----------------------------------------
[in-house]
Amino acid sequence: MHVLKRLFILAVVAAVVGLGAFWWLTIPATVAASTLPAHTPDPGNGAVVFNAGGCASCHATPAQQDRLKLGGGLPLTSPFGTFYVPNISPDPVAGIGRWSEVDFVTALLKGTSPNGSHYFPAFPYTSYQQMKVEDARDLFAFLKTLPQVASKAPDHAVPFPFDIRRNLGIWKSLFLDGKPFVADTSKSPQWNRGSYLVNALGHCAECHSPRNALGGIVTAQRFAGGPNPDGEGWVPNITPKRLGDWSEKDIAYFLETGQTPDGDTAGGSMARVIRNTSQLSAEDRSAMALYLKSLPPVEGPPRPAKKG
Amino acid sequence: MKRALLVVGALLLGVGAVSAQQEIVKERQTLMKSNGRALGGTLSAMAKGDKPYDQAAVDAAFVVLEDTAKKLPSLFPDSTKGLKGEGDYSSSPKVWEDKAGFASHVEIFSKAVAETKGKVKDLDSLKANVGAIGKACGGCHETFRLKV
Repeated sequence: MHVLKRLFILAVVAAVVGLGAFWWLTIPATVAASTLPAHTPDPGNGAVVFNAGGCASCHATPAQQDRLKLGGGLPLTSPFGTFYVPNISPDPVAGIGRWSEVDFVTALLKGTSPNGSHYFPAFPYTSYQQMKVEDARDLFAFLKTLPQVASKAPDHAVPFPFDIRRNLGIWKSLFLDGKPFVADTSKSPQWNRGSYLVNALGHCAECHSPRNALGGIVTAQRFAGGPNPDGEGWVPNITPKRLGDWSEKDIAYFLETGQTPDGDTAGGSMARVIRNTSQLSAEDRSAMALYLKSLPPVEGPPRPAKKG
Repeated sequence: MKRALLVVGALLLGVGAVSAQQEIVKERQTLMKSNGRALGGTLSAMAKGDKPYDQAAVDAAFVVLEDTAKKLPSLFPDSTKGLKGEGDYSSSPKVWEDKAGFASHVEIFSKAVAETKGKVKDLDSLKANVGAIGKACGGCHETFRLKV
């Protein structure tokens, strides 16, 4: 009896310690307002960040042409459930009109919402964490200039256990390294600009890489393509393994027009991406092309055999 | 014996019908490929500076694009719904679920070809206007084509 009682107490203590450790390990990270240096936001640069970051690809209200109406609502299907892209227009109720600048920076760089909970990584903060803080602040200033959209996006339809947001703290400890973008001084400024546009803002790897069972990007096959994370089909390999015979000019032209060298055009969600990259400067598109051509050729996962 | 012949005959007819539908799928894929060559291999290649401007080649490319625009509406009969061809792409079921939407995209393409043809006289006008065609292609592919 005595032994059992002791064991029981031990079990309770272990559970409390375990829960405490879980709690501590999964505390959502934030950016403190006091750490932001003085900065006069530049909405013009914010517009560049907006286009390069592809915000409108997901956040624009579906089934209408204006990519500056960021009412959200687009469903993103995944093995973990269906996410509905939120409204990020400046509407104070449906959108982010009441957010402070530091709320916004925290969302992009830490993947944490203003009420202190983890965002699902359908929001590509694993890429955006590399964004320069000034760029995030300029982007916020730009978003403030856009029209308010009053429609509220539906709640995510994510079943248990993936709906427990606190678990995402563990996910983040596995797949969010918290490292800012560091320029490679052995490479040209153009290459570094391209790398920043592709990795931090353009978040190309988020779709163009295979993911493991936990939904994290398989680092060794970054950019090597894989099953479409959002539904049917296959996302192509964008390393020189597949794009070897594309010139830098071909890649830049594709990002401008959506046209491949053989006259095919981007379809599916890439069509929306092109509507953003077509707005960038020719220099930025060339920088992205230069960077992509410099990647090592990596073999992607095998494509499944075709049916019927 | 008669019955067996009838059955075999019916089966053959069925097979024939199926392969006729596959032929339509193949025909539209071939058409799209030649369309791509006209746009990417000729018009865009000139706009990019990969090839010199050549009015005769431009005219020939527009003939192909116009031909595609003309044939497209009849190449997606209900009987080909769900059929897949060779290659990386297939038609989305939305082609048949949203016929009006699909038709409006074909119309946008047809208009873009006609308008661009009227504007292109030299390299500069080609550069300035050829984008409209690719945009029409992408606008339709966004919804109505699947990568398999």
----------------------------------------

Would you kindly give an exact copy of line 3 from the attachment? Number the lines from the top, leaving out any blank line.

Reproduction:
Amino acid sequence: MKRALLVVGALLLGVGAVSAQQEIVKERQTLMKSNGRALGGTLSAMAKGDKPYDQAAVDAAFVVLEDTAKKLPSLFPDSTKGLKGEGDYSSSPKVWEDKAGFASHVEIFSKAVAETKGKVKDLDSLKANVGAIGKACGGCHETFRLKV